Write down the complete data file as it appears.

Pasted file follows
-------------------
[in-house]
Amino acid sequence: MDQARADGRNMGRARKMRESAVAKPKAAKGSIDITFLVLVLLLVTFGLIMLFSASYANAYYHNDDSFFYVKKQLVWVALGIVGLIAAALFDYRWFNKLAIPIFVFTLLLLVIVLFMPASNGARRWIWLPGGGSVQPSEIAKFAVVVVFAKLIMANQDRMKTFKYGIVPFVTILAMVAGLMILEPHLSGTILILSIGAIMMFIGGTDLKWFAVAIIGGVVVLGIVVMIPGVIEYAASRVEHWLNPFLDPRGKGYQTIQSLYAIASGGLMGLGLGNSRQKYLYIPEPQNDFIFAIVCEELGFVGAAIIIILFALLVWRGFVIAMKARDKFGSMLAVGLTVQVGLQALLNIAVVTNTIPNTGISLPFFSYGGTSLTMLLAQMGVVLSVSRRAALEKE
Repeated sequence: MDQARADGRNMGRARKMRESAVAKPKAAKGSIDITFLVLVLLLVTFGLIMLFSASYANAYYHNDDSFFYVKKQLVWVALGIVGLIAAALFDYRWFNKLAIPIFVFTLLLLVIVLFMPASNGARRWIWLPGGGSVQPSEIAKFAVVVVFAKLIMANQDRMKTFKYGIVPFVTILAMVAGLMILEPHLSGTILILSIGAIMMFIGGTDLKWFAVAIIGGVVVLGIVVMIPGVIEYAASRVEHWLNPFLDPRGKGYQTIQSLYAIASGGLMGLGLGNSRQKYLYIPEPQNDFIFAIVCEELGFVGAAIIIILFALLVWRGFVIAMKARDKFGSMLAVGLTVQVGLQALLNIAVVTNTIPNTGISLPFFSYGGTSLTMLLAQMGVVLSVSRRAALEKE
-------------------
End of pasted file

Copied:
[in-house]
Amino acid sequence: MDQARADGRNMGRARKMRESAVAKPKAAKGSIDITFLVLVLLLVTFGLIMLFSASYANAYYHNDDSFFYVKKQLVWVALGIVGLIAAALFDYRWFNKLAIPIFVFTLLLLVIVLFMPASNGARRWIWLPGGGSVQPSEIAKFAVVVVFAKLIMANQDRMKTFKYGIVPFVTILAMVAGLMILEPHLSGTILILSIGAIMMFIGGTDLKWFAVAIIGGVVVLGIVVMIPGVIEYAASRVEHWLNPFLDPRGKGYQTIQSLYAIASGGLMGLGLGNSRQKYLYIPEPQNDFIFAIVCEELGFVGAAIIIILFALLVWRGFVIAMKARDKFGSMLAVGLTVQVGLQALLNIAVVTNTIPNTGISLPFFSYGGTSLTMLLAQMGVVLSVSRRAALEKE
Repeated sequence: MDQARADGRNMGRARKMRESAVAKPKAAKGSIDITFLVLVLLLVTFGLIMLFSASYANAYYHNDDSFFYVKKQLVWVALGIVGLIAAALFDYRWFNKLAIPIFVFTLLLLVIVLFMPASNGARRWIWLPGGGSVQPSEIAKFAVVVVFAKLIMANQDRMKTFKYGIVPFVTILAMVAGLMILEPHLSGTILILSIGAIMMFIGGTDLKWFAVAIIGGVVVLGIVVMIPGVIEYAASRVEHWLNPFLDPRGKGYQTIQSLYAIASGGLMGLGLGNSRQKYLYIPEPQNDFIFAIVCEELGFVGAAIIIILFALLVWRGFVIAMKARDKFGSMLAVGLTVQVGLQALLNIAVVTNTIPNTGISLPFFSYGGTSLTMLLAQMGVVLSVSRRAALEKE